The concept of “net energy” has its origin in ecology and has continued to maintain a close relation to that field. In 1920, Frederick Soddy, an English chemist and Nobel prizewinner, first offered a new perspective on economics rooted in the law of thermodynamics in physics. Soddy drew attention to the importance of energy for social progress based on real wealth formation as distinct from virtual wealth and a debt accumulation process [7,8]. He suggested that detailed accounting for energy use could be a good alternative to the monetary system, as the conventional monetary system treated the economy as a perpetual motion machine, while in reality, as with any commodity, the actual wealth flow obeyed the laws of thermodynamics [9,10]. Soddy argued that real wealth was derived from the use of energy to transform materials into physical goods and services [11]. However, his theory was largely criticized and ignored in his time due to his standing as a critic—not a scholar—of orthodox economics. The contempt was mutual: in one review of his book called “Wealth, Virtual Wealth, and Debt,” the Times Literary Supplement remarked that “it was sad to see a respected chemist ruin his reputation by writing on a subject about which he was quite ignorant…” [10]. The criticism of Soddy’s theory contributed to the long-term silence in associated research development between 1930 and 1970.
In the 1970s, Romanian American mathematician and economist Nicholas Georgescu-Roegen further developed ecological economics or eco-economics based on Soddy’s concepts, a field of research that is transdisciplinary and interdisciplinary, encompassing ecology, economics, and physics. Georgescu-Roegen proposed the application of entropy law in the field of economics, arguing that all natural resource consumption is essentially irreversible, a concept that had a profound impact on thinking about net energy flow or the lifecycle of natural resources. He was the first economist of some standing to theorize on the premise that all of Earth’s mineral resources will eventually be exhausted at some point [12]; this concept of depletion of natural resources eventually led to the movement of sustainable development.
Another important development in the 1970s was the publication of the article “Energy, Ecology, & Economics” and the book “Environment, Power, and Society” by ecologist Howard Odum, who tackled the economic issue using ecological theories based on energy fundamentals. His energy economics concept was based on the understanding that energy is the foundation for all forms of life and is transformable. He stated that “the true value of energy to society is the net energy, which is that after the costs of getting and concentrating that energy are subtracted” [13]. His view of studying ecology as large and integrative ecosystems paved the foundation for understanding how the different aspects of a whole ecosystem influence each other. In the latter part of his career, in the 1990s, he developed the concept of “emergy,” which he defined as “a measure of energy used in the past and thus is different from a measure of energy now. The unit of emergy is the mjoule [14]. Emergy has attracted the attention of academic researchers and is being applied to research in the urban environment in addition to natural ecosystems [15,16]. Since the reemergence of the concept of net energy in the 1970s, energy-flow analysis and net energy simulation have been applied to many different fields beyond ecology and economics; the most visible increase of research and practice interest is in architecture, engineering, and the construction industry (AEC), and the most applicable translation of the concept is NZE building design and construction.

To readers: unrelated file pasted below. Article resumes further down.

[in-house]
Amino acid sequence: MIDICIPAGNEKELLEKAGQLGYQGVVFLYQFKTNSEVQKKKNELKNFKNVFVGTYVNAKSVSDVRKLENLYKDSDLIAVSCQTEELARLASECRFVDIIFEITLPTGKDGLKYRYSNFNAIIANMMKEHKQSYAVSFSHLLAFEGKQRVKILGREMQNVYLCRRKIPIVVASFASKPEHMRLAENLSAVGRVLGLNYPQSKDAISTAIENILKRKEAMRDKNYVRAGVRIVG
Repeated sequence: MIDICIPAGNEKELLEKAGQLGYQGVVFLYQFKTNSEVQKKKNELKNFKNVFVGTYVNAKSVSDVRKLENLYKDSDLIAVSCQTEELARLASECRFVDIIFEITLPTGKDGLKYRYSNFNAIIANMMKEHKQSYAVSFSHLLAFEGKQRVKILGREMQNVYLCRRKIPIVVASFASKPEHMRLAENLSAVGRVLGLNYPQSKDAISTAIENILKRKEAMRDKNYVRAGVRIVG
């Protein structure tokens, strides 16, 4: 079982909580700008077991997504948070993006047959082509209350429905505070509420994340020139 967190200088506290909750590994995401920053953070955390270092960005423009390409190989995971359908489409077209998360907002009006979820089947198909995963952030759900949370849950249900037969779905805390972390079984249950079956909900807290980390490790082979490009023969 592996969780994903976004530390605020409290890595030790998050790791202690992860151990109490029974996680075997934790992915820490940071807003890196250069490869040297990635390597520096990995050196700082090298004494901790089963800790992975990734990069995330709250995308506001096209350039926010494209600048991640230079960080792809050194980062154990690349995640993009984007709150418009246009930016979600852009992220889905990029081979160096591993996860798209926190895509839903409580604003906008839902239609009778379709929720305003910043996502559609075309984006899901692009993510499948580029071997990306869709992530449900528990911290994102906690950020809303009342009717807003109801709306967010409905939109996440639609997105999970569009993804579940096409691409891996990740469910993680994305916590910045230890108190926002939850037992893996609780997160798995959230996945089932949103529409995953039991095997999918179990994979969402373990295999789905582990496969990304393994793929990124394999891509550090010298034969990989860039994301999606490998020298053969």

1.2. Origin of Concept of “Resilience”

Resilience emerged in the field of ecology at the same time that NZE studies started to catch researchers’ and practitioners’ attention. In the 1960s, the ecological resilience concept was introduced in studies of the stability of ecosystems. One of the pioneers in this area is C.S. Holling, who was considered by many to be the father of ecological resilience theory and who also introduced the word “resilience.” Holling believed that extending the ecological framework to other fields would be useful for understanding how society, individuals, and community interact with natural ecosystems. The origin of this term has deeper roots that may be linked to the origins of ecosystem and systems ecology in the 1940s and 50s and their attempts to mathematically model dynamic ecosystems [17]. The idea that nature was composed of systems that may have properties like resilience set the stage for more formal conceptualizations of the term by Holling and colleagues throughout the 1970s and 80s [17]. Holling describes resilience as dynamic and complex in juxtaposition to other views of a stable and simple nature. The “stability” of ecological systems refers to their ability to return to an equilibrium state following a disturbance. Holling suggests that resilience “is a measure of the persistence of systems and of their ability to absorb change and disturbance and still maintain the same relationships between populations or state variables.” In this early formulation by Holling, it is the instability of a system that conveys its resilience.
These ecological origins for the modern concept of resilience are in some ways at odds with notions of resilience from other disciplines. Engineering resilience applies to how a system responds to disturbances with respect to the system’s stability in comparison to an equilibrium steady state [4,18,19]. Engineering resilience derives from notions of resistance to and recovery from disturbances and focuses on the ability and speed of a system to bounce back to its initial, equilibrium conditions following a disturbance event [18,19].